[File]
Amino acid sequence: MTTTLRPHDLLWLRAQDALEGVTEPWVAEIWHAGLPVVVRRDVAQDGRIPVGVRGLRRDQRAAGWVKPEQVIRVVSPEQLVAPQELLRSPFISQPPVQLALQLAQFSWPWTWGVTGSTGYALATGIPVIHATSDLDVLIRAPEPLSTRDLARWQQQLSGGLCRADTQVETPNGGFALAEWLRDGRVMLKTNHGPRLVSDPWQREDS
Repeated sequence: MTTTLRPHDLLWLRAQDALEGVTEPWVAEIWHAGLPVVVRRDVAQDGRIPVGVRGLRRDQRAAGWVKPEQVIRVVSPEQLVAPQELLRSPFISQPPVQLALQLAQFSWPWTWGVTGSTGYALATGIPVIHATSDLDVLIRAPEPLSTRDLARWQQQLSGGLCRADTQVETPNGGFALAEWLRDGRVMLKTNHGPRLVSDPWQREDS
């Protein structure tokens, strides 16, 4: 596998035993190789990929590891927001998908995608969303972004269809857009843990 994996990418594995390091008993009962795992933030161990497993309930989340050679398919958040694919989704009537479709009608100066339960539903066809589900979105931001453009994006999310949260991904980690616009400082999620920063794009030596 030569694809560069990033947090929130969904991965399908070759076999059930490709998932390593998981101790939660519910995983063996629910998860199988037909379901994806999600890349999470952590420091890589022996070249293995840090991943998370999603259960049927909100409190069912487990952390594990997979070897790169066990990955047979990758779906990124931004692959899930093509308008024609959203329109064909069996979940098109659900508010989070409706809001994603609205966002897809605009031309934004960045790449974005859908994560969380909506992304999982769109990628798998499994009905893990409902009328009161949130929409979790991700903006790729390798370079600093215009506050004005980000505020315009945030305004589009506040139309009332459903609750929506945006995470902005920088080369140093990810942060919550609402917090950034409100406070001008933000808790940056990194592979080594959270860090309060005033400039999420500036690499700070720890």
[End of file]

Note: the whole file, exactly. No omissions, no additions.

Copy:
Amino acid sequence: MTTTLRPHDLLWLRAQDALEGVTEPWVAEIWHAGLPVVVRRDVAQDGRIPVGVRGLRRDQRAAGWVKPEQVIRVVSPEQLVAPQELLRSPFISQPPVQLALQLAQFSWPWTWGVTGSTGYALATGIPVIHATSDLDVLIRAPEPLSTRDLARWQQQLSGGLCRADTQVETPNGGFALAEWLRDGRVMLKTNHGPRLVSDPWQREDS
Repeated sequence: MTTTLRPHDLLWLRAQDALEGVTEPWVAEIWHAGLPVVVRRDVAQDGRIPVGVRGLRRDQRAAGWVKPEQVIRVVSPEQLVAPQELLRSPFISQPPVQLALQLAQFSWPWTWGVTGSTGYALATGIPVIHATSDLDVLIRAPEPLSTRDLARWQQQLSGGLCRADTQVETPNGGFALAEWLRDGRVMLKTNHGPRLVSDPWQREDS
């Protein structure tokens, strides 16, 4: 596998035993190789990929590891927001998908995608969303972004269809857009843990 994996990418594995390091008993009962795992933030161990497993309930989340050679398919958040694919989704009537479709009608100066339960539903066809589900979105931001453009994006999310949260991904980690616009400082999620920063794009030596 030569694809560069990033947090929130969904991965399908070759076999059930490709998932390593998981101790939660519910995983063996629910998860199988037909379901994806999600890349999470952590420091890589022996070249293995840090991943998370999603259960049927909100409190069912487990952390594990997979070897790169066990990955047979990758779906990124931004692959899930093509308008024609959203329109064909069996979940098109659900508010989070409706809001994603609205966002897809605009031309934004960045790449974005859908994560969380909506992304999982769109990628798998499994009905893990409902009328009161949130929409979790991700903006790729390798370079600093215009506050004005980000505020315009945030305004589009506040139309009332459903609750929506945006995470902005920088080369140093990810942060919550609402917090950034409100406070001008933000808790940056990194592979080594959270860090309060005033400039999420500036690499700070720890």